At the neurobiological level, it has been correlated, as well as the rest of impulse disorders, with the presence of low levels of serotonin in the brain, as well as a dysregulation in dopamine and noradrenaline. The presence of hypoglycaemia has also been observed in many pyromaniacs.

Also the temporal lobe and the limbic system have some participation in this disorder, due to the management of impulses and emotions. The frontal lobe and the orbitofrontal cortex are also involved, failing in the process of inhibiting behavior.

Possible treatments

Pyromania is a less prevalent disorder. Its treatment has focused predominantly on cognitive-behavioral therapy, although treatments have been carried out from other theoretical aspects, such as psychodynamics.

The treatment in question is based on the promotion of impulse control and self-control through techniques of behavior modification, conflict resolution techniques, self-detection of the level of tension and the application of relaxation techniques such as those of breathing. These techniques promote that the individual is more capable of dealing with the problems, but for the treatment to be efficient, the patient's empowerment must also be worked on, helping to work on self-image and self-esteem, as well as personal interactions. Working empathy can also be useful.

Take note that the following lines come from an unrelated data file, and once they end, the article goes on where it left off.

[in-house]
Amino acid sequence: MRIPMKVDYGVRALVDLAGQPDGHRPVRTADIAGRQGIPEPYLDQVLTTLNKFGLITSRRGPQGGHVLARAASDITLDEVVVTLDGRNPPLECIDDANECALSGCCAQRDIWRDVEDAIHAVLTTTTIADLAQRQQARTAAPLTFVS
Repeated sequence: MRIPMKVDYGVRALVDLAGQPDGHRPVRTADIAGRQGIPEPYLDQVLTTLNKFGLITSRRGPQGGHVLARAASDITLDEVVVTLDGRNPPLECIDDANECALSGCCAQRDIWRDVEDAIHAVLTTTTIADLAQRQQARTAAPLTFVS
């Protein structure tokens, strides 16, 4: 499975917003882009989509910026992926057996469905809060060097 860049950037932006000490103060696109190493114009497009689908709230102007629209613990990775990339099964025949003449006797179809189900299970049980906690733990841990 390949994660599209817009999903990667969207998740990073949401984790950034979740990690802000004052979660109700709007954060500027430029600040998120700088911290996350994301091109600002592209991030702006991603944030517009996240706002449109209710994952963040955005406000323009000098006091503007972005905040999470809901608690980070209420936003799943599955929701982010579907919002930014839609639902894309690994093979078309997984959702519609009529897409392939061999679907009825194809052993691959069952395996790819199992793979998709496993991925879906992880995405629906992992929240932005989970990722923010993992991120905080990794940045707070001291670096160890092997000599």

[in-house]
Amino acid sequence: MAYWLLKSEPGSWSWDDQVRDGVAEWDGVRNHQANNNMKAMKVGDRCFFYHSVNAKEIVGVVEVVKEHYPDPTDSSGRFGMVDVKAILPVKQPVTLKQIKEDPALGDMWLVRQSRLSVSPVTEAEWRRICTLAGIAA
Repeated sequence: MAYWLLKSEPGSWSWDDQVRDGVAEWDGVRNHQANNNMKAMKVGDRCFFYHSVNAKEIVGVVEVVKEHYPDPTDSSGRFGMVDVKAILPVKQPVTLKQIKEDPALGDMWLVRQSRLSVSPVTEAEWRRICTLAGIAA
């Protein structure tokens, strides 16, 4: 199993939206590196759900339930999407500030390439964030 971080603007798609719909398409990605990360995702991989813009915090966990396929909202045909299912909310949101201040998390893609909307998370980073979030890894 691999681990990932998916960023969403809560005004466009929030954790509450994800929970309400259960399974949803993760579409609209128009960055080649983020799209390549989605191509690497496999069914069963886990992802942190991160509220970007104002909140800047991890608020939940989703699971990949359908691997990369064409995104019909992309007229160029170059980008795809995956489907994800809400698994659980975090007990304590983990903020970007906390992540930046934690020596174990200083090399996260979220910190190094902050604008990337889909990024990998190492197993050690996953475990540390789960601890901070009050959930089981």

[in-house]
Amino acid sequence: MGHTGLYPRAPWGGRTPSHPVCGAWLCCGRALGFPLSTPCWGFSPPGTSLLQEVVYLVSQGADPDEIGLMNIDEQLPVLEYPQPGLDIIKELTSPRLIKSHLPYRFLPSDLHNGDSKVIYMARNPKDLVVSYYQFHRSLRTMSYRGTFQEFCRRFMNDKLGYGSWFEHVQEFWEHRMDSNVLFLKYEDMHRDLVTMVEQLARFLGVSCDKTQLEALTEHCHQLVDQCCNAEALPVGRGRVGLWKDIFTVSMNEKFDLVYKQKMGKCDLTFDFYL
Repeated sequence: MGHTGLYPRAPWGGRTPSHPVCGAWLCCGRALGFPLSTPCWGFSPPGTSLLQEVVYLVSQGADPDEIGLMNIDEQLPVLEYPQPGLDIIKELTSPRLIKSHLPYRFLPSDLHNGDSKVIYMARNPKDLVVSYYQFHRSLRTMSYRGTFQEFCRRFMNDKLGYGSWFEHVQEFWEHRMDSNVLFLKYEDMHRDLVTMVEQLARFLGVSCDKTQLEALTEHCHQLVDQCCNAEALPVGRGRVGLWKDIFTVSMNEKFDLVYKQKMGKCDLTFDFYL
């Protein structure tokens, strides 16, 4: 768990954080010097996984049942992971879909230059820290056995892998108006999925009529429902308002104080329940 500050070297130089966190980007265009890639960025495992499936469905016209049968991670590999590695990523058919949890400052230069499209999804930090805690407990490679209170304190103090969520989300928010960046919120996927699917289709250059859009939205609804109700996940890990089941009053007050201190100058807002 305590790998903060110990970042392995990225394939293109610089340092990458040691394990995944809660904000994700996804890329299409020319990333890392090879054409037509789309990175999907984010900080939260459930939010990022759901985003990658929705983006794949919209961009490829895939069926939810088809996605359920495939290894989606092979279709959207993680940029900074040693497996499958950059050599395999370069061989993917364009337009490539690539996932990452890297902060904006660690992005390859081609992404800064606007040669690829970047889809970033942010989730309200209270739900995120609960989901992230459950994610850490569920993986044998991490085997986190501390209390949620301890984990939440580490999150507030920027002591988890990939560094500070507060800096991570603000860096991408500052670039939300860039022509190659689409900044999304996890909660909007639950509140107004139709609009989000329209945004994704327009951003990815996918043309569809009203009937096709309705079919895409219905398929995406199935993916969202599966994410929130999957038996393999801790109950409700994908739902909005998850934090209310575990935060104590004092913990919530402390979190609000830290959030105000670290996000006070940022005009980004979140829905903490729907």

It must be borne in mind that the arsonist does not usually go to consultation, usually being taken by the patient's relatives or by court order, since most of them do not usually show remorse for their actions, despite being aware of the danger they involve. Likewise, it is very important to carry out prevention tasks since childhood.

Bibliographic references:

  • American Psychatric Association. (2002). Diagnostic and Statistical Manual of Mental Disorders. Revised text DSM-IV-TR. Masson Barcelona.
  • Belloch, Sandín and Ramos (2008). Manual of psychopathology. Madrid. MacGraw-Hill (vol 1 and 2). Revised edition
  • Grant, J.E. & Won, K.S. (2007). Clinical characteristics and psychiatric comorbidity of pyromania. J Clin Psychiatry. 68 (11): 1717-22
  • Santos, J.L; García, L.I .; Calderón, M.A .; Sanz, L.J .; de los Ríos, P .; Left, S .; Román, P .; Hernangómez, L .; Navas, E .; Thief, A and Álvarez-Cienfuegos, L. (2012). Clinical psychology. CEDE Preparation Manual PIR, 02. CEDE. Madrid.

Impulse Control Disorder ¦ Treatment and Symptoms (September 2022).